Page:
Aluminum   $ 2.1505 kg        |         Cobalt   $ 33.420 kg        |         Copper   $ 8.2940 kg        |         Gallium   $ 222.80 kg        |         Gold   $ 61736.51 kg        |         Indium   $ 284.50 kg        |         Iridium   $ 144678.36 kg        |         Iron Ore   $ 0.1083 kg        |         Lead   $ 2.1718 kg        |         Lithium   $ 29.821 kg        |         Molybdenum   $ 58.750 kg        |         Neodymium   $ 82.608 kg        |         Nickel   $ 20.616 kg        |         Palladium   $ 40303.53 kg        |         Platinum   $ 30972.89 kg        |         Rhodium   $ 131818.06 kg        |         Ruthenium   $ 14950.10 kg        |         Silver   $ 778.87 kg        |         Steel Rebar   $ 0.5063 kg        |         Tellurium   $ 73.354 kg        |         Tin   $ 25.497 kg        |         Uranium   $ 128.42 kg        |         Zinc   $ 2.3825 kg        |         

The trade and economic relationship between Kazakhstan and China has grown significantly over the past 30 years since the establishment of diplomatic relations. Despite the impact of the COVID-19 pandemic, the volume of trade between the two countries increased by 23.6% in 2022, setting a historical record of $31.2 billion. This figure was “two years ahead of plan,” according to Chinese Ambassador to Kazakhstan, Zhang Xiao.

Kazakhstan’s key exports to China in 2022 included oil ($4.1 billion), gas ($1.2 billion), copper ores and concentrates ($2.04 billion), uranium and nuclear fuel ($817 million), and other ores including iron, zinc, and precious metals ($1 billion). Meanwhile, China had a significant presence in the transport segment with the export of over 3.5 million tires, 12.5 thousand passenger cars, almost 3 thousand tractors, 2.8 thousand trucks, and more than a thousand units of special equipment, along with 200,000 motorcycles and mopeds, and half a million bicycles.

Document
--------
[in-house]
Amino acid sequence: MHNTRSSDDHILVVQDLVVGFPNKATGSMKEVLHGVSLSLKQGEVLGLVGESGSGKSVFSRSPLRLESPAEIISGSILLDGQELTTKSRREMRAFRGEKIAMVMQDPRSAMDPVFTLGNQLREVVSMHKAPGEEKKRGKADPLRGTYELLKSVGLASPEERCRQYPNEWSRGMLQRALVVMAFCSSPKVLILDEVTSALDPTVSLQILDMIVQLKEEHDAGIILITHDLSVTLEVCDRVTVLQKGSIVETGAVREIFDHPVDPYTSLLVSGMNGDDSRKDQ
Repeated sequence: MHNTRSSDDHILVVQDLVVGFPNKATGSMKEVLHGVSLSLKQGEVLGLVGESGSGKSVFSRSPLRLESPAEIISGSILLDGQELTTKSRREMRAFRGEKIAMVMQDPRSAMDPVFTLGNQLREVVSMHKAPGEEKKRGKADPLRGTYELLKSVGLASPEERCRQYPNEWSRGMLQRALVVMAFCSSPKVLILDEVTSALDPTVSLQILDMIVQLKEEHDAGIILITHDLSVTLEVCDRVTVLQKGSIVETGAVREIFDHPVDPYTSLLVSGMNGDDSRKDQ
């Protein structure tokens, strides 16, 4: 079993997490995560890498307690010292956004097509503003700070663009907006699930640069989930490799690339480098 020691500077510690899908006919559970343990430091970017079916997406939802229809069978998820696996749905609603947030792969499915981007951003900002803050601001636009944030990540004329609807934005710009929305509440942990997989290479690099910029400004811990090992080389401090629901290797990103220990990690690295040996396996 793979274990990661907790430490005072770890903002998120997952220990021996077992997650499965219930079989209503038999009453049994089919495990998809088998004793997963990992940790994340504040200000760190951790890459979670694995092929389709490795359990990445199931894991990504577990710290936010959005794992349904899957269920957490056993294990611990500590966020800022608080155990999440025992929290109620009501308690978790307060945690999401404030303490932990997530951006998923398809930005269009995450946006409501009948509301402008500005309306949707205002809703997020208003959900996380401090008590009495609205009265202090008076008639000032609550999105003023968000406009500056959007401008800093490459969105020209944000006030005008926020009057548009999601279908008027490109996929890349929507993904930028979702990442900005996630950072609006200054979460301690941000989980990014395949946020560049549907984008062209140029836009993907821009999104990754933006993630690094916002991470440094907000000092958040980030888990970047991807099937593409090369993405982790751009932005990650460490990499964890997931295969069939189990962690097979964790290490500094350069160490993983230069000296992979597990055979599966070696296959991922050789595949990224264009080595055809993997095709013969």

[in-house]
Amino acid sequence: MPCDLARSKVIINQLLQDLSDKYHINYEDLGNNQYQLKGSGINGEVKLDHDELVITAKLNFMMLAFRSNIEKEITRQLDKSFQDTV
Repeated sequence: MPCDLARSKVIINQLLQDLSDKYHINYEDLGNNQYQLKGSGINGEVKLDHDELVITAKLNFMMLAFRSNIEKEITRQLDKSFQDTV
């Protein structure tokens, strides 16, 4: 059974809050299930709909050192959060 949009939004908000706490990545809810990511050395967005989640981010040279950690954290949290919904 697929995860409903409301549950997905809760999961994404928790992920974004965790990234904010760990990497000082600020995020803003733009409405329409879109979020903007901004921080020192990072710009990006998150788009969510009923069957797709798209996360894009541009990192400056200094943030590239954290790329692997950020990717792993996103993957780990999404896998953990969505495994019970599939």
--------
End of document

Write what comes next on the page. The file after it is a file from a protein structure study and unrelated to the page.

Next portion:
The two countries have also jointly implemented 52 projects worth over $21 billion in the field of industrial cooperation, including a petrochemical complex in Atyrau, wind farm projects in Zhanatas and Shelek, a glass plant in Kyzylorda, and a joint venture for the production of fuel assemblies for Chinese nuclear power plants.

Another important area of cooperation between the two nations is atomic energy. The first batch of fuel assemblies for nuclear power plants produced by the Ulba TVS JV, 51% owned by NAC Kazatomprom and 49% by China Nuclear Energy Corporation, was delivered to China in 2021. In 2022, Kazakhstan exported fuel assemblies worth $51.1 million to China, with the enterprise slated to reach its design capacity of 200 tons per year in 2024. The China National Nuclear Corporation (CNNC) has also begun construction of a uranium trading hub in the Xinjiang Uygur Autonomous Region near Alashankou on the border with Kazakhstan, with storage capacity expected to reach up to 23,000 tons of uranium by 2026.

Kazakhstan and China are also involved in green energy projects. In November 2022, the Chinese Universal Energy won lots with a total capacity of 250 MW at an auction for the construction of renewable energy sources, while another company with Chinese roots, Next Green Energy LLP, won a lot for a wind farm in the Aktobe region with a contracted tariff of 12.99 tenge per kWh.

Other major projects in Kazakhstan with Chinese capital include a contract with NFC Corporation to build a copper concentrate processing plant for the Baimskaya project in Chukotka implemented by KazMinerals worth $2.3 billion under the One Belt, One Road initiative, as well as a 10-year EPC contract between Sinohydro International Engineering and the Kazakh Kazdelltom Mining Company for additional exploration and production of copper in the Aktobe region worth almost $1 billion.

Despite the dependence of the two countries, especially in the field of atomic energy, the prospects for deepening cooperation are clear, especially with discussions underway for the construction of nuclear power plants in Kazakhstan and the possibility of Chinese participation.